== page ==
Overnight, Queen were everywhere again. Everyone knew every word to “Bohemian Rhapsody”. The few months’ head start that I had were meaningless. Two weeks later, Hollywood Records released Classic Queen in North America. This was essentially a revised Greatest Hits II from 1991, (which they didn’t even bother to release here) with older hits thrown in. Later that year came a new version of Greatest Hits, with the track listing revamped to avoid overlap with Classic Queen. Confusing? Indeed, it must have been to old fans who already had the old Greatest Hits with the original cover art. That immediately became a collectable. To new guys like me, I was just trying to keep up.
Hollywood Records reissued all the old Queen albums as part of their 20 Years of Queen series. There were bonus tracks. I had begun my Queen collection on cassette, but I was irked to discovery that some of the CD editions had bonus tracks that were not on the cassettes. And so, I already had to re-buy. Interestingly, some of those old 1991 bonus tracks are remixes that are now out of print and not available on the newer Queen reissues.
It was a blessing that I stopped buying them in chronological order. After all, I didn’t want to wait that long to get Innuendo, an album with more than the average amount of heavy Queen rock. Next, I got News of the World. Its bonus tracks was a pretty awful remix of “We Will Rock You” by Rick Rubin and featuring Flea. Fortunately the album itself was much better. Queen’s best? Quite possibly, due to “It’s Late”, a Queen epic as regal as any. The 6:27 Brian May workout is a clear highlight on an album of nothing but. “It’s Late” sunk its hooks in me deep.
As it was difficult for Hollywood Records to to extract new releases from a defunct band, the reissues continued. Queen At the Beeb was out of print, so it was re-released with new cover art as Queen at the BBC in 1995. This collection of live oldies from Queen and Queen II were not what the hit-buying general public were interested in. My copy was a cassette promo from the Record Store, intended for store play. The boss never played it so I claimed it.
Working at the Record Store, I was able to fill in most of the blanks in my collection. A nice find was a version of The Miracle with 14 tracks instead of the more common 13. I still have that. (The additional track was the 12″ remix of “Scandal”.) It was ol’ buddy T-Rev who made sure I knew these things.
As the years passed, Queen releases became less important. The long-awaited final album Made in Heaven became a shelf warmer at Christmas 1995. Regardless of its deep emotional contents, people didn’t want to know. The unfortunate effect of Queen’s sudden comeback in North America is that people lost interest a few years after they gained it.
Not me. Made in Heaven became a dark favourite. Two years later, Queen indicated they weren’t done yet. The trio of Brian May, Roger Taylor and John Deacon regrouped for one last song: the ballad “No-One But You (Only the Good Die Young)”. It was a tribute to Freddie and Princess Diana, and released on a new compilation called Queen Rocks.
John Deacon retired, but then something strange happened. The duo of Brian May and Roger Taylor reconvened as “Queen +”. This moniker was used for a number of remixes on Greatest Hits III: Queen + Wyclef Jean, for example. There was Five + Queen doing a new boy band version of “We Will Rock You”. Queen + Paul Rodgers did an album (The Cosmos Rocks) and a number of tours. But it wasn’t until a former American Idol TV contestant named Adam Lambert came on board that Queen regained mass public awareness. Now, Queen + Adam Lambert are a hot touring commodity.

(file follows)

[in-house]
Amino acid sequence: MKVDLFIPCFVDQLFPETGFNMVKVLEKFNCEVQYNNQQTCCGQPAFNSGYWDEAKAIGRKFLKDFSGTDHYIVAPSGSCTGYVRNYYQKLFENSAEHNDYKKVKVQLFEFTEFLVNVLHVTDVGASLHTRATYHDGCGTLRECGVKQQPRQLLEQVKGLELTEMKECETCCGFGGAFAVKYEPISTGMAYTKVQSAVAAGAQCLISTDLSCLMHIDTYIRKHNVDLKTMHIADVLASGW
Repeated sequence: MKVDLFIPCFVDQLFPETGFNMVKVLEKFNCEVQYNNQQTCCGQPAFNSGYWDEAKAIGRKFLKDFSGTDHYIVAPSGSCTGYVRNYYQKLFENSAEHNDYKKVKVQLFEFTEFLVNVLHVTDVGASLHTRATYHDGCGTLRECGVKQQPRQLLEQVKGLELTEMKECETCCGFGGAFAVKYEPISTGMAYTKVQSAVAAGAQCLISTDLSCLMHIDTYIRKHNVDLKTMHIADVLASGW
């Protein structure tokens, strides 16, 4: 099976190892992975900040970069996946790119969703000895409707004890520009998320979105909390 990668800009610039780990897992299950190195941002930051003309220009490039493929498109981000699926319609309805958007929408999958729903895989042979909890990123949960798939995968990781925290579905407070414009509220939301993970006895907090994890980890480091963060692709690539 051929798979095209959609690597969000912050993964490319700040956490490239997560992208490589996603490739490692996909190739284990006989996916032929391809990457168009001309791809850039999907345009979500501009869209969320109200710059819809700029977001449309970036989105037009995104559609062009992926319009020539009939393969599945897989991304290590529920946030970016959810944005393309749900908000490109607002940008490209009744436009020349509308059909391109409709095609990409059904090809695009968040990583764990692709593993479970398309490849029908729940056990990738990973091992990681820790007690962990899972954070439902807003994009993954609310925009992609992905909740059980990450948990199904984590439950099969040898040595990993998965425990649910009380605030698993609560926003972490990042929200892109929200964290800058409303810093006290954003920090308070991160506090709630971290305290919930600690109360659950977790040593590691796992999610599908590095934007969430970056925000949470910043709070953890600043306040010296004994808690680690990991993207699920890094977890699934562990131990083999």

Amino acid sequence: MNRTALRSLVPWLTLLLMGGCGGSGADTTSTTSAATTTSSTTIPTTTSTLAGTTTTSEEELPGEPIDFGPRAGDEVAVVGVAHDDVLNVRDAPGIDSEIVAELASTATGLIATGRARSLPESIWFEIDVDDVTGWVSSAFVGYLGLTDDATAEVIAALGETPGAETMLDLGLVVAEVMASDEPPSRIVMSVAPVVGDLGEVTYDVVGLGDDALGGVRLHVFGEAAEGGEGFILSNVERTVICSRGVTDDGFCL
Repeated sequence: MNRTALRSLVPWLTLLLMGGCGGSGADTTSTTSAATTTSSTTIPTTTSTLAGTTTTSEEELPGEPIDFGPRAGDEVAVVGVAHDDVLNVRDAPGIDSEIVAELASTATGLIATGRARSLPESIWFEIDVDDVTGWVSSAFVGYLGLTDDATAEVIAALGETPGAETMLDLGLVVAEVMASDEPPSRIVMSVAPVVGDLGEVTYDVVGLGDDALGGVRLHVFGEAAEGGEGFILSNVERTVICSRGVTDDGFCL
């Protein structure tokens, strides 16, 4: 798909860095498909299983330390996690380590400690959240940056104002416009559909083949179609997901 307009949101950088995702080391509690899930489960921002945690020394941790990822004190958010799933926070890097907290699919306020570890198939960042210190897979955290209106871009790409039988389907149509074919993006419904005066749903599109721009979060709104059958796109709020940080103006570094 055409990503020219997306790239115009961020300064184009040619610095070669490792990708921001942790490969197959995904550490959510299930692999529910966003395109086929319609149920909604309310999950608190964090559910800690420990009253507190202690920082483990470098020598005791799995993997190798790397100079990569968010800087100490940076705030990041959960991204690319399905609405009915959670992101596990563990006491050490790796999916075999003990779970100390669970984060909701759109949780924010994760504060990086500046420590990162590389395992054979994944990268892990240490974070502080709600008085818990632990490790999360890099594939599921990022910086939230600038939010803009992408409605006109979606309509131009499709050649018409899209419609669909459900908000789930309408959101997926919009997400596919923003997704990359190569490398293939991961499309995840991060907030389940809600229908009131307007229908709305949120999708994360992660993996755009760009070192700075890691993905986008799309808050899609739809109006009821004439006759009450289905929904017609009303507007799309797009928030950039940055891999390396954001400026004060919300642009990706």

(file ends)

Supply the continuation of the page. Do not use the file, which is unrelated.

That might have to be enough. Because nobody bought The Cosmos Rocks, Queen + Adam Lambert are unlikely at this time to record new music. Instead they will be tearing up stages Down Under in 2018. They promise all the favourites, and a few unexpected oldies. Lambert is a versatile singer who can do it all, so Australia and New Zealand are now on alert: Queen + Adam Lambert are coming and are promising a hell of a show.
GETTING MORE TALE #632: Early Attempts at Songwriting
Because nothing we did in highschool lasts forever, I chose to keep as much stuff as possible. I have an entire binder full of our highschool comic book “Brett-Lore”. Everybody knew that it needed to be kept safe and sound, and so I was the one to do it. 27 years after graduation, I still have Brett-Lore safe and sound. I would never get rid of it. Too many great memories.
I also kept some early attempts at songwriting. Specifically: lyrics. Some of these songs had music written or recorded for them, but it is now lost. Not that it matters, since the lyrics are so hot.
On a page of lyrics “by Mike + Dan”, I found this potential smash hit song.
“Fuck, Hell is Hot”
Fuck it’s hot in this pit,
So damn hot I feel like shit,
I wake up in the morning,
From the torment of my bed,
I had spikes for my pillow,
That went straight through my head.
Guitar solo – end
This was a thrash metal song, which was all the rage in 1990. Obviously a novelty song, it was based off other joke thrash songs I’d heard. A local band called F.U.H.Q. had a song called “Jimi Hendrix Falling Off a Roof”. It was basically just them screaming “AHHHHHH!” and then “I’m dead!”
The next song down is scribbled next to a half-assed Van Halen logo. It’s another novelty song:
“Snake in my Pants”
I got a snake in my pants,
And it loves to dance,
Sometimes it spits venom,
Sometimes it bites victims,
But all the time my snake’s alive.
I remember that one. Definitely my work, not Dan’s. You can tell by the subtle use of metaphor.
Dan and I were really into Led Zeppelin at this time, because they had just released their first box set. We both found Robert Plant’s lyrics a little comical, so over-the-top they were with symbolism. We attempted to write our own version of a Led Zeppelin song. We called it “Abbis’ Stomp”. Abbis was a nickname for a guy in class who was actually named Andrew. I don’t know why they called him Abbis, but he too loved Zeppelin and we named it after him.